Not so fast...
- It takes your body a little getting use to it, so start sloooow.
- Intolerances/allergies to dairy might be an issue.
Now, let's explore each of these in more detail...
At my max, I was taking 2 tbsp. per day; one first thing in the morning and one at night, both on an empty stomach. I now only take half that and just once per day. When starting off, I usually recommend .5-1 tsp. once a day and then work your way up. Everyone will differ in dosage and needs, however.
Because I get asked this often, I'll add that it was about a month before I started to notice improvements and about 4-6 months before I could successfully re-introduce foods that once caused reactions. I've been taking colostrum for about a year and will continue to supplement daily with it. I figure I have spent my entire life causing damage to my body, so taking colostrum for an extended period of time seems practical for now. However, I'm open to weening myself off of it when I see it fit to do so.
Another option, per the recommendation of the representative I spoke with, was to simply continue high doses and push through the discomfort so as to reach that point of tolerance and detox more quickly. However, I don't recommend this, for no other reason than the fact that I don't like to feel worse before I feel better. I've gone through enough GI woes, thanks.
Dairy Allergies and intolerances
When I first started taking colostrum, my IgG blood tests showed high allergic reactions to whey, casein and lactose, which are all found in dairy products. However, I did not have any reactions to the colostrum and was able to slowly re-introduce dairy after a few months.
At the moment, I try to limit my consumption of dairy, but I do not have a problem digesting it when I eat it. My repeat of food allergy tests may differ from the original results because sometimes we have allergic reactions to foods because of our leaky gut, not necessarily the food itself. Heal the gut, reverse the allergy.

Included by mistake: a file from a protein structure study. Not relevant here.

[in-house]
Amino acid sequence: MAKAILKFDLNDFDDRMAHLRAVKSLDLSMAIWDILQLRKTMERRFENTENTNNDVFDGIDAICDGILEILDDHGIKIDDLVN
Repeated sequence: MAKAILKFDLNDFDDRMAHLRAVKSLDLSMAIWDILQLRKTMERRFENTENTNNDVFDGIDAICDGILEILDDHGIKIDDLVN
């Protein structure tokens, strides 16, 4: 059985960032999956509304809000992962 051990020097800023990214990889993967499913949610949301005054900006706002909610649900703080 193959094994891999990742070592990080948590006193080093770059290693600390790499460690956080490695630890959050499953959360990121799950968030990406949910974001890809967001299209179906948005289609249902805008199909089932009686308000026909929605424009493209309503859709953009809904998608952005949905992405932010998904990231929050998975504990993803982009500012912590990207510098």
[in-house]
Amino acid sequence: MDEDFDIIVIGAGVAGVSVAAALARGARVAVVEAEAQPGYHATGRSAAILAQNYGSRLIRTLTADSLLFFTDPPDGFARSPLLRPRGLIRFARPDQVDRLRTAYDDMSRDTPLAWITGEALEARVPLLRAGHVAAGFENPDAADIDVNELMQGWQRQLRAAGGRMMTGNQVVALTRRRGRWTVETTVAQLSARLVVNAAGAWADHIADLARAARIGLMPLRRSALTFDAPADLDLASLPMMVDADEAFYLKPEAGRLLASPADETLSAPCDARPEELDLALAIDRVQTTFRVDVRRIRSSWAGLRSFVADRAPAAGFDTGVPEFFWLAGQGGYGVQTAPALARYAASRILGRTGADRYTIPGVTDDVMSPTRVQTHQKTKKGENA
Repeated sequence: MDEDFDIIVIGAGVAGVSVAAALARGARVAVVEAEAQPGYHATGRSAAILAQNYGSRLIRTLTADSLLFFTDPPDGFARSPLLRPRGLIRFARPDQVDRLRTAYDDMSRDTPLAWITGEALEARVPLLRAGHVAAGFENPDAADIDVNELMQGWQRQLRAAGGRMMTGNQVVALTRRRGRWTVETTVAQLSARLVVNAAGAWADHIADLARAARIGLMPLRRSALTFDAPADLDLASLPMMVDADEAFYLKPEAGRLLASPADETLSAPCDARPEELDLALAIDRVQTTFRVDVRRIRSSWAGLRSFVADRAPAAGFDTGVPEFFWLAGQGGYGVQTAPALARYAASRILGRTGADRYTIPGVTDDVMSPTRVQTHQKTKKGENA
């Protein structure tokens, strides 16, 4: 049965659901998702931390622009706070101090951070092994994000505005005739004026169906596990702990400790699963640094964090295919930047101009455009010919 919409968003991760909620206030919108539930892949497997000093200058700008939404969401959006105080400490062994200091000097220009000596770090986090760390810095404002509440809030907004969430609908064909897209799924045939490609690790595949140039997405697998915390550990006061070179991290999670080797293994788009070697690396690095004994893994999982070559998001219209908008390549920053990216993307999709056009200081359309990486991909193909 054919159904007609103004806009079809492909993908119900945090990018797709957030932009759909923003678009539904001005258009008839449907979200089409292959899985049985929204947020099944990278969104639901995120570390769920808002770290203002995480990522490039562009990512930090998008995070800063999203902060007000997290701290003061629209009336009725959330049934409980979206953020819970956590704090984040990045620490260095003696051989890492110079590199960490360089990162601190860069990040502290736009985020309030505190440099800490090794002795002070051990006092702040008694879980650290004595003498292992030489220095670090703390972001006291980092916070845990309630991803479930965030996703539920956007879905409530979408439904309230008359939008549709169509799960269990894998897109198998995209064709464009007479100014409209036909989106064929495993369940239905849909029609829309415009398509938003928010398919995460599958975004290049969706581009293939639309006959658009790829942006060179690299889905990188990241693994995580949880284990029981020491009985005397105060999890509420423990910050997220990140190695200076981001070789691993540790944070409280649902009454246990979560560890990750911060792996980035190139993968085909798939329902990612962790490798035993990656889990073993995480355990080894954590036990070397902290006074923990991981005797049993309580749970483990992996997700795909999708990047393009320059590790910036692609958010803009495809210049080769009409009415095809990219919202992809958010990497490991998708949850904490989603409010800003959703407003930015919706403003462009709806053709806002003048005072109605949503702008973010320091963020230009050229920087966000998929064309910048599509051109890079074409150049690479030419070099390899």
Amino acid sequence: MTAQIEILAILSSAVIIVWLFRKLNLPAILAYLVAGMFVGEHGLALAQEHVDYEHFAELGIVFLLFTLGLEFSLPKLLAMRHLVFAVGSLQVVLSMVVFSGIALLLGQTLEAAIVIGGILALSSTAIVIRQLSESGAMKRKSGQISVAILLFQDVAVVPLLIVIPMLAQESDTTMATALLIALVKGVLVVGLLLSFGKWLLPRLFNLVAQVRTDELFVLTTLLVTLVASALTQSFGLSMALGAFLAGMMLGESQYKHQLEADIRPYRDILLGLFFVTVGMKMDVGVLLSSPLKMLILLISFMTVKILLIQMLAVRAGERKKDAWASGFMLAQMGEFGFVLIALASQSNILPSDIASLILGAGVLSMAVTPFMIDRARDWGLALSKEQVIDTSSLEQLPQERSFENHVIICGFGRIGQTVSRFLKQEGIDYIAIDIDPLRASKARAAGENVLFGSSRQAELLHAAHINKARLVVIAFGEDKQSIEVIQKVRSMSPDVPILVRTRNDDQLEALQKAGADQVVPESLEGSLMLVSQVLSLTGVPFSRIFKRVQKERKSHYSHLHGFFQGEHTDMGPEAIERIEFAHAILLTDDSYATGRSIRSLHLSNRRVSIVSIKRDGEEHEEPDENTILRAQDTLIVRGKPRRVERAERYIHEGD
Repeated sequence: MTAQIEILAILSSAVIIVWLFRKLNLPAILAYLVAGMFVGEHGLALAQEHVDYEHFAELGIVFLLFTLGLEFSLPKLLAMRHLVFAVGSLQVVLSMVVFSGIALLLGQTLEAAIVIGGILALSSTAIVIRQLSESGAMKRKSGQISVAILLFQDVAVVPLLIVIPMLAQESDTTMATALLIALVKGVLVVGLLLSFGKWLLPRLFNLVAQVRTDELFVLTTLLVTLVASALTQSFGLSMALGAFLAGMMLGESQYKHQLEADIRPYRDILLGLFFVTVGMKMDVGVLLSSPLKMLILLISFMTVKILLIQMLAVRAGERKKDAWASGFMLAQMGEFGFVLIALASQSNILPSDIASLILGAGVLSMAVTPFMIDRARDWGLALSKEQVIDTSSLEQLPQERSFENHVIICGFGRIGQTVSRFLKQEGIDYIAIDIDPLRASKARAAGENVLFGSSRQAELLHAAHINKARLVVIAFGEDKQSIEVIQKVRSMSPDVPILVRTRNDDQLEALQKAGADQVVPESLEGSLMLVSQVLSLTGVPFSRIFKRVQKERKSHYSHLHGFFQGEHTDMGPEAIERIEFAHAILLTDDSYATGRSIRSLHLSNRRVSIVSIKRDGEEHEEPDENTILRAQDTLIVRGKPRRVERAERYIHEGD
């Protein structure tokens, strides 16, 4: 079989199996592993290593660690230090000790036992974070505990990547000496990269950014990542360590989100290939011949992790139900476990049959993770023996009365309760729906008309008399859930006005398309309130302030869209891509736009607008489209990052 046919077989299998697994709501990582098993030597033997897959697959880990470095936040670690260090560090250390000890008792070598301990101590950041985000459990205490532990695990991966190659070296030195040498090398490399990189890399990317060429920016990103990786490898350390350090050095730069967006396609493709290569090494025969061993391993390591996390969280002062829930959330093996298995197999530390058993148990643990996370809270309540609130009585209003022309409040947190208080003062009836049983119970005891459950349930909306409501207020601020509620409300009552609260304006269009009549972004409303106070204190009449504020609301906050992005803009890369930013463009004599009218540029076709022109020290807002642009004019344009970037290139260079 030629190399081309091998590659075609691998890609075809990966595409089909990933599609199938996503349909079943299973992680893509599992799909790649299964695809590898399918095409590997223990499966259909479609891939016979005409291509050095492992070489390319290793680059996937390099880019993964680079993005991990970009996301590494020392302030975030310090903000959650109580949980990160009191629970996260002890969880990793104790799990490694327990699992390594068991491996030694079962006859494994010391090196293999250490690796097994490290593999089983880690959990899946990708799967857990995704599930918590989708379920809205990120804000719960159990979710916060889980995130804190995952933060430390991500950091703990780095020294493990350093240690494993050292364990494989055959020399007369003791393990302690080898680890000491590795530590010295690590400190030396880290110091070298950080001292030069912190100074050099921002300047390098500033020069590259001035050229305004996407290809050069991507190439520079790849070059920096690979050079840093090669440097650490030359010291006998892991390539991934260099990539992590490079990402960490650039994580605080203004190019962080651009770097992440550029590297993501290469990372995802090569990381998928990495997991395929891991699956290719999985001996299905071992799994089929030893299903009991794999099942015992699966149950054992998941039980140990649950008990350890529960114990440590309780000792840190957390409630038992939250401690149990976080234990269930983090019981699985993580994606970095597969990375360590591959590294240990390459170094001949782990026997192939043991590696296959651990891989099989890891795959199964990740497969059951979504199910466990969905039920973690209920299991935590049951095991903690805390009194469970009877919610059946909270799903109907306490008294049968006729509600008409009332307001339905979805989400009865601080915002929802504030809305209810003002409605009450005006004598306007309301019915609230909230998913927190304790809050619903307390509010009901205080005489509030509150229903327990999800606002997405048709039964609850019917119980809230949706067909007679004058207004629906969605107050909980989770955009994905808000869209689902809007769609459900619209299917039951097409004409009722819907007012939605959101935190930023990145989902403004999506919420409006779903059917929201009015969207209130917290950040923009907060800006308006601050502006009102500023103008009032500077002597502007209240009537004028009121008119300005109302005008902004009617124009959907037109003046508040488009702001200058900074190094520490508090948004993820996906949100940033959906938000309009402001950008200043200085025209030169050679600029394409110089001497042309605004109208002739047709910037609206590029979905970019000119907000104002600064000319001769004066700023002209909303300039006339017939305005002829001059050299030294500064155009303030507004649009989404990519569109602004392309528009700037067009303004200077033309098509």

It's important to remember why the quality of colostrum matters. The earlier the harvest, the lower the trace amounts of lactose and casein will be, the less likely you'll be to have a reaction to them. It's worth the investment to spend more money on the higher quality brands if you are concerned about dairy allergies and sensitivities. At the end of the day, only you know whats best for your body. I went years without supplementing with probiotics because they always caused more GI distress, until I found a soil based brand that has worked extremely well for me. Know your body, respect your limits and don't be afraid to branch out and try different forms or brands of colostrum.
Here are the main points to consider:
- Colostrum is not dairy
- Colostrum may contain trace amounts of casein and lactose
- Early harvest of colostrum will contain less trace amounts
- Poor quality colostrum contains transitional milk (dairy)
- "Casein Free" colostrum contains up to 1,000 ppm of casein
- Colostrum may reverse dairy intolerances
- Goat, sheep or defatted colostrum may be an alternative
- Every body is different
In addition to these points, here was something I found about the brand of Colostrum that I recommend:
Read more, here.
It's still worth a shot
The best advice I can give you is to do your homework (see suggested reading material below), try it out, give it some time and adjust as needed.
Best of luck!